March 29, 2010

Skal aldri kjøpe ferdigsalsa igjen...

Var tomt for salsa viste det seg når jeg skulle spise rester av kyllingtaco. «Jaja» tenkte jeg, «lage noe selv eller stikke i butikken?» En kjapp titt i kjøleskapet viste at der var alt som trengtes for å lage selv. Så...

Ingredienser:
Olje (jeg brukte Chiliolje, vil jo ha det sterkt)
½ hakket liten løk
½ hakket tomat
Litt hakket paprika
Litt hakket jalapeños (not on a stick)
En dæsj knuste tomater (jeg hadde et storglass med Mutti Polpapezzi stående og brukte litt av det, men regner med det funker like så greit med Coops eller Heinz' knuste tomater)
½tsk salt
½tsk pepper
½tsk sukker

Varm opp oljen mens du hakker løk, Ha løken i oljen mens du hakker tomat, paprika og jalapeños. Når løken ser passe ferdig ut lemper man oppi de hakkede grønsakene og fres de litt. Ha så i knuste tomater og krydder og la det putre noen minutter. Ferdig.

Total tid, ca 10 minutter. Grønsaker må man jo uansett hakke til tacoen, så den tida kan man jo trekke fra.

Denne ble rimelig sterk, sikkert mye pga chilioljen og at jeg brukte endel jalapeños. Vil man ha den mildere er det bare å bruke vanlig olje, og bytte ut jalapeños med grønn paprika. Og ellers kan man jo bruke fersk chili eller eksperimentere på masse andre måter her.

March 10, 2010

Quick thoughts on webservice user navigation

Wrote this as a reply on TwentySided, but thought I could just as well share it here.

Case in point is the hilarious, headslapping, lose-all-faith-in-humanity episode over at ReadWriteWeb, where the author commented on Facebook login, and ended up being the top entry for google searches on just "facebook login". Read the comments to see what happened.

When I installed Jolicloud on my netbook a few months ago, I smirked at the notion that the web-service is an application, but kinda saw it’s usefulness. Jolicloud installs twitter, facebook, gmail, etc. as applications, that really are just a full screened browser without any address bar.

This case however demonstrates quite clearly why users SHOULD be taught to create desktop shortcuts to their favorite websites rather than navigating to them. (New users don’t grasp bookmarks, and all applications live on the desktop as icons). With a shortcut created the first time you register on a site, you know you will be going back to the same site when clicking that icon.

This is even more important for new users these days where the URL input field doubles as the search field in most browsers. 5 years ago googling “facebook login” required going to google first, now you do that by simply typing “facebook login” into the address field. It is actually understandable that new users do that instead of learning the weird wizardry incarnations of URLs, with all their hacks and slashes.

So, to all of you teaching your parents, grandparents or kids how to use facebook or some other site to connect with you and friends, make sure to create a shortcut for them to use for logging in.

December 16, 2009

Norsk Tipping på Gentoo Linux

Etter at smartkortleseren til Buypass sluttet å fungere i Windows 7 betaen min, tenkte jeg at det var på tide å se om jeg fikk den til å fungere i OSet jeg bruker mest til daglig, Gentoo Linux.
Litt kjapp googling viste meg at dette i grunn ikke burde være spesielt vanskelig. Buypass har tilogmed en egen miniguide for dette.

  • Nødvendige pakker installeres enkelt med:
    sudo emerge -av pcsc-lite ccid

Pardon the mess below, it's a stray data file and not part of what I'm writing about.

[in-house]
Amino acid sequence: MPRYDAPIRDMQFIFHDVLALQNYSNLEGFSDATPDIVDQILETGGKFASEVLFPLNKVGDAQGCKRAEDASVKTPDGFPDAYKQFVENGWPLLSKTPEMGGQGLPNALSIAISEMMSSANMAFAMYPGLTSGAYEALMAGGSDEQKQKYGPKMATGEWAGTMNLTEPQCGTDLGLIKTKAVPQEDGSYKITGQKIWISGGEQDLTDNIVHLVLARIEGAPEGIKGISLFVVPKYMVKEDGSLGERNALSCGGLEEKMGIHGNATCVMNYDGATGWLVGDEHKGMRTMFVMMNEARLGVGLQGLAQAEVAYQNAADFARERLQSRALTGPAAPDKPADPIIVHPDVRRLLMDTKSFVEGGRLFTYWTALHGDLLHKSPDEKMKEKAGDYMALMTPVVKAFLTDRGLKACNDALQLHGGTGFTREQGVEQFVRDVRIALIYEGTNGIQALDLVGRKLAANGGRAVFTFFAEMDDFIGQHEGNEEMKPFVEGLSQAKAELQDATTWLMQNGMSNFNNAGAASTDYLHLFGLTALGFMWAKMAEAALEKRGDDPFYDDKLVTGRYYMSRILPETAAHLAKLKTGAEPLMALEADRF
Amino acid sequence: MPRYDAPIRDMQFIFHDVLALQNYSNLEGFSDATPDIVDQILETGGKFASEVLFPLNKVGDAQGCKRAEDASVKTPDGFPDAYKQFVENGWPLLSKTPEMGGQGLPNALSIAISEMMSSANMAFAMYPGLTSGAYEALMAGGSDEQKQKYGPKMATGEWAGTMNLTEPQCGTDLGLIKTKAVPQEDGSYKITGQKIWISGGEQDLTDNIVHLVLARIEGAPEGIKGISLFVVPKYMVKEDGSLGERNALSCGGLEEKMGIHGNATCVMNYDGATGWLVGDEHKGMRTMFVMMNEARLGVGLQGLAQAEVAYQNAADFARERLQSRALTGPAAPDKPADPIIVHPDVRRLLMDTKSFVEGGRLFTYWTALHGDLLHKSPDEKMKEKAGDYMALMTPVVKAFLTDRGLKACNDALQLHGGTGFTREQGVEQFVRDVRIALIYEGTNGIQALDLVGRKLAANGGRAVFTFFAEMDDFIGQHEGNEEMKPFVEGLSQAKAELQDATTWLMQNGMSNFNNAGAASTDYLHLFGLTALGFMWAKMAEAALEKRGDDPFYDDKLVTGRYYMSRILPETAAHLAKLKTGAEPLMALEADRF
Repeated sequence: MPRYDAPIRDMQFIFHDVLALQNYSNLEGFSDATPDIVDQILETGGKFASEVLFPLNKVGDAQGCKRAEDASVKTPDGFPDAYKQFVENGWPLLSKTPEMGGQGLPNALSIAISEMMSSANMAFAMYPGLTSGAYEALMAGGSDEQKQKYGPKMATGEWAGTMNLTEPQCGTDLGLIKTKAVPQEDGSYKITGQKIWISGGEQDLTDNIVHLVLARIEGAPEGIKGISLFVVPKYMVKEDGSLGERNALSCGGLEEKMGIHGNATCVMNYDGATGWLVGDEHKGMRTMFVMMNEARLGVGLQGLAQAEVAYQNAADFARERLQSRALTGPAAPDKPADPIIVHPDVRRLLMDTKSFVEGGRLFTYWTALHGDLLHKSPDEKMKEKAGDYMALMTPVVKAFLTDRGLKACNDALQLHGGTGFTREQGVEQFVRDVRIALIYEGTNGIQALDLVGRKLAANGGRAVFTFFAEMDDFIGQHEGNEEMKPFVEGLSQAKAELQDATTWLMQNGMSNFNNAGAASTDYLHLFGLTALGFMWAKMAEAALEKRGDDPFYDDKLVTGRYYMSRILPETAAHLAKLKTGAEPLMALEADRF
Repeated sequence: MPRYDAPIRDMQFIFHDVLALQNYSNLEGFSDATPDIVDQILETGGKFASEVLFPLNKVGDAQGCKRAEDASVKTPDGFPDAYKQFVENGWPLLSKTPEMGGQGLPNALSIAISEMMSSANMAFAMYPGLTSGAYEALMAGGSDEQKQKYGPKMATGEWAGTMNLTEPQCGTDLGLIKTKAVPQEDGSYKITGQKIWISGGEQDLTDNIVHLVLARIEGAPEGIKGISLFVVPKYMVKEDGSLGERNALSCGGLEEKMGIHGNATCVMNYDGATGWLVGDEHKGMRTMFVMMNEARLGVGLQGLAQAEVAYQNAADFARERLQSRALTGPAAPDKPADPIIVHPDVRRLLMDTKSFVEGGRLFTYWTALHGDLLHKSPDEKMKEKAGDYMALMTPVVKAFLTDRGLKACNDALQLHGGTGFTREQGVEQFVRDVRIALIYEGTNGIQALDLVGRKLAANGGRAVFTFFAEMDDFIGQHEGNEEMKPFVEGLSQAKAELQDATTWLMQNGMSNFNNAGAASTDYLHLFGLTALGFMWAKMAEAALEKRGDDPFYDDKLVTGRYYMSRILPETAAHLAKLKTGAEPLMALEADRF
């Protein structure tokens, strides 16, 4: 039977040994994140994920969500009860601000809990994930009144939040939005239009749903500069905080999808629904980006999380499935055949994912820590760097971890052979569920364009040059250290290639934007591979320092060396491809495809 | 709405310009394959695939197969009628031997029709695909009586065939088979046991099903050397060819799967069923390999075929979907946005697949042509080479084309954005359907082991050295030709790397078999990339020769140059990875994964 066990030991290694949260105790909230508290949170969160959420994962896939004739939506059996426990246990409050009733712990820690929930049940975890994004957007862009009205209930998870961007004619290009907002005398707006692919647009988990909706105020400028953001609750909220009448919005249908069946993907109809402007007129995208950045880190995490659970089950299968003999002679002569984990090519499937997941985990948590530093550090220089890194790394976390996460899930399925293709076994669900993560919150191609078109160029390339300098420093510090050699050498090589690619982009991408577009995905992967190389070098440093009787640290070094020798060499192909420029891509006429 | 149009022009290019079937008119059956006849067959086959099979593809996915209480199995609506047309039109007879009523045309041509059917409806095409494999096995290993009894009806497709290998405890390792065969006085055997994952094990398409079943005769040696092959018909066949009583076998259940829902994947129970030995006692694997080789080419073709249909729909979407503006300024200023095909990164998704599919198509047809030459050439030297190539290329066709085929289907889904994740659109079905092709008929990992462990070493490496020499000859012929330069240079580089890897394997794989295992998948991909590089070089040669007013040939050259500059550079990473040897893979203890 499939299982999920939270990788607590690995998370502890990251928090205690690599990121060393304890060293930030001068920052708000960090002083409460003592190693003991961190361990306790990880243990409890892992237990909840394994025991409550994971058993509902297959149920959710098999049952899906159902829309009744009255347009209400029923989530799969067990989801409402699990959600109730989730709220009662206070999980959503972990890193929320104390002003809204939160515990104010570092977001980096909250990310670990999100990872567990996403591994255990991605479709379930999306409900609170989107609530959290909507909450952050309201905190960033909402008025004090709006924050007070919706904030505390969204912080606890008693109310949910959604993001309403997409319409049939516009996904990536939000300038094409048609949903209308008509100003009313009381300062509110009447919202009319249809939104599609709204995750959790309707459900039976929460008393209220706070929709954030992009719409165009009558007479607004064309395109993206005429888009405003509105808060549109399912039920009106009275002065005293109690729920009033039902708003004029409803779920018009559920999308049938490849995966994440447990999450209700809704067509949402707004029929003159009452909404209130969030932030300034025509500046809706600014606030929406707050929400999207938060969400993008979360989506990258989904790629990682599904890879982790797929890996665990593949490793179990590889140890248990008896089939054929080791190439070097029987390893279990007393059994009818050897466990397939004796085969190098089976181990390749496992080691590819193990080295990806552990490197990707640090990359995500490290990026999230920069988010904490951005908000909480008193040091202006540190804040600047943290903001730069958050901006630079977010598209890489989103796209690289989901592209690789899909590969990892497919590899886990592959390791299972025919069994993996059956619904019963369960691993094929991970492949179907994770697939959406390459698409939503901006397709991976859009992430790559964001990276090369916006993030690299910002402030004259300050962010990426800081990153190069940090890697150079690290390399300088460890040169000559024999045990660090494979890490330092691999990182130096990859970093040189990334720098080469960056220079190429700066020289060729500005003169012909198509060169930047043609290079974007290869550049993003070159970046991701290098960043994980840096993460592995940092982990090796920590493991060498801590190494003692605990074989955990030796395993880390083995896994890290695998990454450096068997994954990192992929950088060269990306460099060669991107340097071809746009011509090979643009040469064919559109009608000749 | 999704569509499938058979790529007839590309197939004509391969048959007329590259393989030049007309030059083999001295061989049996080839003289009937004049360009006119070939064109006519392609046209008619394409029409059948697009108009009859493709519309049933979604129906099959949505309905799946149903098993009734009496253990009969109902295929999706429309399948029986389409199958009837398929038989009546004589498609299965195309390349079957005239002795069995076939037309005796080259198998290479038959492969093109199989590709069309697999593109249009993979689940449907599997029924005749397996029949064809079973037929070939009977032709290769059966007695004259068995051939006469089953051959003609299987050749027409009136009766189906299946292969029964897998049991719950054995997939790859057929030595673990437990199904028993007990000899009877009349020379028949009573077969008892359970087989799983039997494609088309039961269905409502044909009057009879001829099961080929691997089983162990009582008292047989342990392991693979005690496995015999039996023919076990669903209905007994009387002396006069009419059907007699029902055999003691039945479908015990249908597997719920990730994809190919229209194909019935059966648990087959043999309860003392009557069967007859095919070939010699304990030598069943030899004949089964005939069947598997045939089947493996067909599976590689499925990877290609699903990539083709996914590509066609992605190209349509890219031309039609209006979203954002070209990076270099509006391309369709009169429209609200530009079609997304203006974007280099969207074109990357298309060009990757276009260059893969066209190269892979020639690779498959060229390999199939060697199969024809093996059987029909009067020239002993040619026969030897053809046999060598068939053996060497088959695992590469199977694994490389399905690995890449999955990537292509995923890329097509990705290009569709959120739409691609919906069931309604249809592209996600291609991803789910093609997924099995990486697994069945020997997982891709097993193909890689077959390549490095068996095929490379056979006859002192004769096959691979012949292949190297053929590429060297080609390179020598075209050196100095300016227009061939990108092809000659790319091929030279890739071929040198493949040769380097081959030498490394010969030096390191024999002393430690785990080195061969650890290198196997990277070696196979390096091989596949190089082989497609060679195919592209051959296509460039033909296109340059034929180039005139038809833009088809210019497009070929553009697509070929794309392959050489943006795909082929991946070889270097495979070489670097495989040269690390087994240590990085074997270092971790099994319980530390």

• Legg til nsplugin som make-flagg for java. (evt legg det inn for hele systemet ved å legge det i /etc/make.conf). Installer deretter vanlig Sun Java:
    sudo emerge sun-jre-bin

  • Start smartkort-daemonen
    sudo /etc/init.d/pcscd start

  • Bruk en browser som støtter javapluginsen og gå til Norsk Tipping. (Jeg brukte chromium-bin, da jeg ikke umiddelbart fikk det til å fungere med Firefox og Opera)

  • Til slutt, sørg for at smartkort-daemonen starter etter neste kjerneoppgradering:
    sudo rc-update add pcscd default

    Husk nå å ikke spille bort alle pengene du har. :)
  • November 15, 2009

    Opera user javascripts: Remove redirection URLs

    A little known feature of the Opera web browser is the built-in support for adding personal Javascripts that are run on each page. The uses for this is left to the user, so here I will present a few small snippets that I currently use.

    Basics

    To enable user javascripts, open the Preferences dialog, go to the Advanced tab, then the Content page. Click the Javascript options and set the directory where you want to keep your files. All *.js files in this directory will be loaded on all pages.

    To avoid all javascripts being run on all pages, it is recommended to wrap all code in a test checking which server is currently in use. This is easily done using the location.hostname attribute.

    if(location.hostname == 'www.dagbladet.no') {
    function do_stuff() {
    alert("time to do stuff");
    }
    document.addEventListener ('load', do_stuff, false);
    };

    Dagbladet No-Go

    Dagbladet (and some other Norwegian news sites) employ a redirection service for keeping track of which links are being actively used by the readers. In essence this is rather harmless, but unfortunatly this redirection service seems to be less stable than the news sites themselves. The result being that every now and then all links on the page starts failing. The following little piece of code strips the redirection bit from the URLs, leaving just the base URLs.

    if(location.hostname == 'www.dagbladet.no'
    || location.hostname == 'www.kjendis.no'
    || location.hostname == 'www.se.no') {

    function no_go() {
    var anchors = document.getElementsByTagName("a");
    for (var i in anchors) {
    var a = anchors[i];
    if (a.href) {
    var b = a.href.replace(/.*go.dagbladet.no.*(http.*)/, "$1");
    a.href = b;
    }
    };
    };
    document.addEventListener ('load', no_go, false);
    }

    This can of course easily be modified for other pages using the same, such as vg.no.